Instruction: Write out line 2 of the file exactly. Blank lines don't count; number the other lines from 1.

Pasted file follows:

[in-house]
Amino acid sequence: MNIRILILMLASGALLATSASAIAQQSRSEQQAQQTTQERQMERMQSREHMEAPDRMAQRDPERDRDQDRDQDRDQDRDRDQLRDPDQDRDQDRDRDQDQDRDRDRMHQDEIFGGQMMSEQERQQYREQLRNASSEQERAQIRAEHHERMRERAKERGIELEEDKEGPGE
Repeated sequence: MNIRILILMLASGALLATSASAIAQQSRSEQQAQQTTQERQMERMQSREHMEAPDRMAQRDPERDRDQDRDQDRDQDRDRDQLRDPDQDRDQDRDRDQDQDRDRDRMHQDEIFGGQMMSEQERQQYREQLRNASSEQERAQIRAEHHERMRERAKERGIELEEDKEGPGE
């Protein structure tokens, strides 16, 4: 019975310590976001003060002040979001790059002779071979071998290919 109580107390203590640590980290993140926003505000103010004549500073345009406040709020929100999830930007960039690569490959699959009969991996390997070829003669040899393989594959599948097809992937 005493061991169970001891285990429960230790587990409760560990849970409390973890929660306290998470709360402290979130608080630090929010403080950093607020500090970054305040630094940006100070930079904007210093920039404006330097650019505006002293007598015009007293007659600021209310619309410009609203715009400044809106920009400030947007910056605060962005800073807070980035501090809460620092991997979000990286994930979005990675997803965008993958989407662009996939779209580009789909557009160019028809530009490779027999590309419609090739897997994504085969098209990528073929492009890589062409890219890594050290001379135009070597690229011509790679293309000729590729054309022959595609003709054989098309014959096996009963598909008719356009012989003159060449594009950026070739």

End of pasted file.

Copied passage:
Amino acid sequence: MNIRILILMLASGALLATSASAIAQQSRSEQQAQQTTQERQMERMQSREHMEAPDRMAQRDPERDRDQDRDQDRDQDRDRDQLRDPDQDRDQDRDRDQDQDRDRDRMHQDEIFGGQMMSEQERQQYREQLRNASSEQERAQIRAEHHERMRERAKERGIELEEDKEGPGE